Transitional Justice - The Role of Historical Narrative in Times of Transitions
May 15 - 17, 2015
Karl Jaspers Centre for Advanced Transcultural Studies
Voßstraße 2, Building 4400, Room 212
69115 Heidelberg, Germany
Transitional Justice - The Role of Historical Narrative in Times of Transitions “He who controls the past controls the future. He who controls the present controls the past.”
― George Orwell, 1984
The history of every country contains periods of transition: from war to peace, from a previous to a succeeding government, from an autocratic regime to democratic representation, from colonial domination to independence. Turbulent transitions are often times of violence and chaos conducive to violations of human rights and international humanitarian law. A recurring demand in many transitions has been the need to establish a historical record of the events leading to the unrest and to document the reproachable actions committed during the period in question. Truth in this context mainly denotes the act of historical record-setting but more often than not, what “the truth” is, is fiercely contested.
In the past, various strategies have been pursued to generate historical narratives for transitional periods; each of these strategies, so it seems, comes with certain problematic aspects attached to it. A very salient example is the attempt to set a historical record through criminal prosecution of those responsible for serious crimes. The judicial forum often proves to be a poor one in the pursuit of truth. Criminal trials are meant to establish criminal responsibility and the fact that a trial usually concerns only a single individual means that any narrative generated through it is necessarily limited. Moreover, the confrontational nature of a trial where the prosecutor acts on behalf of a particular national community or even in the name of humanity against a defendant leaves little incentive to provide a balanced or well-rounded depiction of the facts.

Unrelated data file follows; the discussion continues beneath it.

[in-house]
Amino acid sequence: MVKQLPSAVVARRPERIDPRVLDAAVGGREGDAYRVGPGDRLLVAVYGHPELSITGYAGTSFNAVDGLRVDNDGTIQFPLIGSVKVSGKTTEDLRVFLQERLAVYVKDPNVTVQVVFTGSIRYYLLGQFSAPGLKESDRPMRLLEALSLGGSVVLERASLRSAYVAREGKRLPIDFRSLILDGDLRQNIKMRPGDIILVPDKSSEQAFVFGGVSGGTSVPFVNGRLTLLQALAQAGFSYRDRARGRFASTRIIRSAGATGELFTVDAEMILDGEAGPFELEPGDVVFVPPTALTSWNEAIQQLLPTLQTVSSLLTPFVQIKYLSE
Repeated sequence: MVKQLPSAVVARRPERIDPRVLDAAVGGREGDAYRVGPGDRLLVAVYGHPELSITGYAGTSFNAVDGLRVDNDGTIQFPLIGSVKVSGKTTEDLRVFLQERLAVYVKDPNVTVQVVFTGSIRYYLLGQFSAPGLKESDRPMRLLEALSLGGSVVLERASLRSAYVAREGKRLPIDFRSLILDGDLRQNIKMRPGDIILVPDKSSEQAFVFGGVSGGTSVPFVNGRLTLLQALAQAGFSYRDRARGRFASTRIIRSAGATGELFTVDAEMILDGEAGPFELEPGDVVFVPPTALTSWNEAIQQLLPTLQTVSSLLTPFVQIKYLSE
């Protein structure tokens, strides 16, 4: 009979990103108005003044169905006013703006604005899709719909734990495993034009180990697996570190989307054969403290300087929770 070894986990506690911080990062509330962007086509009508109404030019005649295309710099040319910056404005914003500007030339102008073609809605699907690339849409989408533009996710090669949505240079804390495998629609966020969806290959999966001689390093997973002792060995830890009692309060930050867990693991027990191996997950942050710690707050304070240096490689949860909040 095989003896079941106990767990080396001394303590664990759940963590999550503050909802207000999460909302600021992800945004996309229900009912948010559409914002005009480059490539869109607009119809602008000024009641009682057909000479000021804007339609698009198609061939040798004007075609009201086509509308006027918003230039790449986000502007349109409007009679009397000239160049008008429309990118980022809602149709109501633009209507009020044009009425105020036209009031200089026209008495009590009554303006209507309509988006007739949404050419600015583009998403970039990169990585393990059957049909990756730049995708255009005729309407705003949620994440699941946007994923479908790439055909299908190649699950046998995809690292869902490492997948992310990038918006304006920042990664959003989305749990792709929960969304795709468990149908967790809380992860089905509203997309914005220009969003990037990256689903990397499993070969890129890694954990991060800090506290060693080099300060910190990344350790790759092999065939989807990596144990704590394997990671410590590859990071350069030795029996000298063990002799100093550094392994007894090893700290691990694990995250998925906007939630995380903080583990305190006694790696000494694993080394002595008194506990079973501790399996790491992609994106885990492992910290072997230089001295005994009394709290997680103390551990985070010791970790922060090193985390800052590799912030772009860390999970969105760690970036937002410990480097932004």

Another strategy that seems to counter many of the problems which afflict historical narratives created through prosecutions has been the setting-up of so-called truth commissions. These commissions are non-confrontational in nature and charged with establishing historical truth in a broader sense. Experience has shown, however, that the reports produced by the commissions tend to become the only and “official” narrative of past wrongdoings, crowding out competing narratives.
Funding Line “Graduate Student Workshop”
The workshop is funded as a Graduate Student Workshop by the Graduate Programme for Transcultural Studies (GPTS) together with the four Research Areas of the Cluster "Asia and Europe in a Global Context". With this funding, doctoral students are given the opportunity to conceptualize, organize and implement an event by themselves according to their and their peer’s needs. While the workshop is organised by doctoral students, it is open for participation by senior and junior scholars.